Russian spy: Highly likely Moscow behind attack, says Theresa May
Former spy Sergei Skripal and his daughter were poisoned by a military-grade nerve agent of a type developed by Russia, Theresa May has told MPs.
The PM said it was “highly likely” Russia was responsible for the Salisbury attack.
The Foreign Office summoned Russia’s ambassador to provide an explanation.
Mrs May said if there is no “credible response” by the end of Tuesday, the UK would conclude there has been an “unlawful use of force” by Moscow.
The chemical used in the attack, the PM said, has been identified as one of a group of nerve agents known as Novichok.
Mrs May said: “Either this was a direct action by the Russian state against our country, or the Russian government lost control of its potentially catastrophically damaging nerve agent and allowed it to get into the hands of others.”
She said Foreign Secretary Boris Johnson had told the ambassador Moscow must provide “full and complete disclosure” of the Novichok programme to international body the Organisation for the Prohibition of Chemical Weapons.
Mrs May said the UK must stand ready to take much more extensive measures, and these would be set out in the Commons on Wednesday should there be no adequate explanation from Russia.
Retired military intelligence officer Mr Skripal, 66, and his daughter, Yulia, 33, were found slumped on a bench in Salisbury city centre on Sunday 4 March. They remain in a critical but stable condition in hospital.
Det Sgt Nick Bailey, who fell ill attending the pair, remains seriously ill, but has been talking to his family.
Mr Skripal was convicted by the Russian government of passing secrets to MI6 in 2004, but given refuge in the UK in 2010 as part of a “spy swap”.
Home Secretary Amber Rudd will chair a meeting of the government emergency committee Cobra on Tuesday to discuss the latest developments in the case.
What are Novichok agents?
- The name means “newcomer” in Russian, and applies to a group of advanced nerve agents developed in secret by the Soviet Union in the 1970s and 1980s
- One chemical – called A-230 – is reportedly five to eight times more toxic than VX nerve agent, which can kill a person within minutes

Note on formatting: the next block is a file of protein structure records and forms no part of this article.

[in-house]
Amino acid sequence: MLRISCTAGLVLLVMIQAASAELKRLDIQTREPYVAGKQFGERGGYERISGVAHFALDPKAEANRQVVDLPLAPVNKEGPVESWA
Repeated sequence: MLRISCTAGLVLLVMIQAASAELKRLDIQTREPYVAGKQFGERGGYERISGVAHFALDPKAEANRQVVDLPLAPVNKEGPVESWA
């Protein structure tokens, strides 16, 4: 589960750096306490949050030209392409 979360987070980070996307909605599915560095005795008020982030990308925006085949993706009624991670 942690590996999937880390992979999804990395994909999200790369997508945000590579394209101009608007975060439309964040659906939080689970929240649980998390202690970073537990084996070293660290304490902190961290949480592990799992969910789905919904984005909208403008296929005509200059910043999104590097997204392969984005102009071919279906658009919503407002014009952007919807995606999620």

- Some are liquids, others are thought to exist in solid form. Some are reported to be “binary weapons”, meaning they are typically stored as two less toxic chemicals which when mixed, react to produce the more toxic agent
- One variant was reportedly approved for use by the Russian military as a chemical weapon
- Designed to escape detection by international inspectors, their existence was revealed by defectors
Read more on Novichok and what it can do
Addressing the Commons following a meeting of the government’s National Security Council, Mrs May said: “This attempted murder using a weapons-grade nerve agent in a British town was not just a crime against the Skripals.
“It was an indiscriminate and reckless act against the United Kingdom, putting the lives of innocent civilians at risk.”
She told MPs the positive identification of this chemical agent was made by experts at the UK’s Porton Down laboratory.
She said Russia has previously produced the agent and would still be capable of doing so.
The decision to point the finger at Moscow was also based on “Russia’s record of conducting state-sponsored assassinations and our assessment that Russia views some defectors as legitimate targets for assassinations”, the PM added.
Labour leader Jeremy Corbyn said “robust dialogue” with Russia was needed to avoid escalating tensions further – but he was heckled by Tory MPs when he raised questions about Russian oligarchs donating money to the Conservatives.
Secretary of State Rex Tillerson said the US agreed with the UK that Russia was likely to be behind the attack.
“We agree that those responsible – both those who committed the crime and those who ordered it – must face appropriately serious consequences,” he added.
“We stand in solidarity with our allies in the United Kingdom and will continue to coordinate closely our responses.”
Mrs May spoke to French President Emmanuel Macron on Monday and “discussed the wide pattern of aggressive Russian behaviour and agreed that it would be important to continue to act in concert with allies to address it”, her spokesman said.
Nato Secretary General Jens Stoltenberg said the use of any nerve agent was “horrendous and completely unacceptable” and officials were in touch with the UK.
Downing Street said the incident was not an “article five” matter – a reference to Nato rules which say an attack on one member constitutes an attack on all.